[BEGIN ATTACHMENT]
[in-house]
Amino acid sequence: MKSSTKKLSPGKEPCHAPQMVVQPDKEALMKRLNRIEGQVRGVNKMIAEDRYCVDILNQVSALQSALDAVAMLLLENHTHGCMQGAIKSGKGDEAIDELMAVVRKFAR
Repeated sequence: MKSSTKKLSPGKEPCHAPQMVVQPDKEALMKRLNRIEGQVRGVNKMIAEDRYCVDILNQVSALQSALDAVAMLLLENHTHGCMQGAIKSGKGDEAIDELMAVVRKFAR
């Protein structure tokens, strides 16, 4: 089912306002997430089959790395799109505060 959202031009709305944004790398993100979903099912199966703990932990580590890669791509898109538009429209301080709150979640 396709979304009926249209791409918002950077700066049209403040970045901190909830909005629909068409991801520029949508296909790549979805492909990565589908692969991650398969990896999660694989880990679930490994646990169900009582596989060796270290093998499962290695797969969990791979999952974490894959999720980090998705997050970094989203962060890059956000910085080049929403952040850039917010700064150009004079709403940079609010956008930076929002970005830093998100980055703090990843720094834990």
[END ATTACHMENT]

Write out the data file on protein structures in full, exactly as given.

[in-house]
Amino acid sequence: MKSSTKKLSPGKEPCHAPQMVVQPDKEALMKRLNRIEGQVRGVNKMIAEDRYCVDILNQVSALQSALDAVAMLLLENHTHGCMQGAIKSGKGDEAIDELMAVVRKFAR
Repeated sequence: MKSSTKKLSPGKEPCHAPQMVVQPDKEALMKRLNRIEGQVRGVNKMIAEDRYCVDILNQVSALQSALDAVAMLLLENHTHGCMQGAIKSGKGDEAIDELMAVVRKFAR
């Protein structure tokens, strides 16, 4: 089912306002997430089959790395799109505060 959202031009709305944004790398993100979903099912199966703990932990580590890669791509898109538009429209301080709150979640 396709979304009926249209791409918002950077700066049209403040970045901190909830909005629909068409991801520029949508296909790549979805492909990565589908692969991650398969990896999660694989880990679930490994646990169900009582596989060796270290093998499962290695797969969990791979999952974490894959999720980090998705997050970094989203962060890059956000910085080049929403952040850039917010700064150009004079709403940079609010956008930076929002970005830093998100980055703090990843720094834990």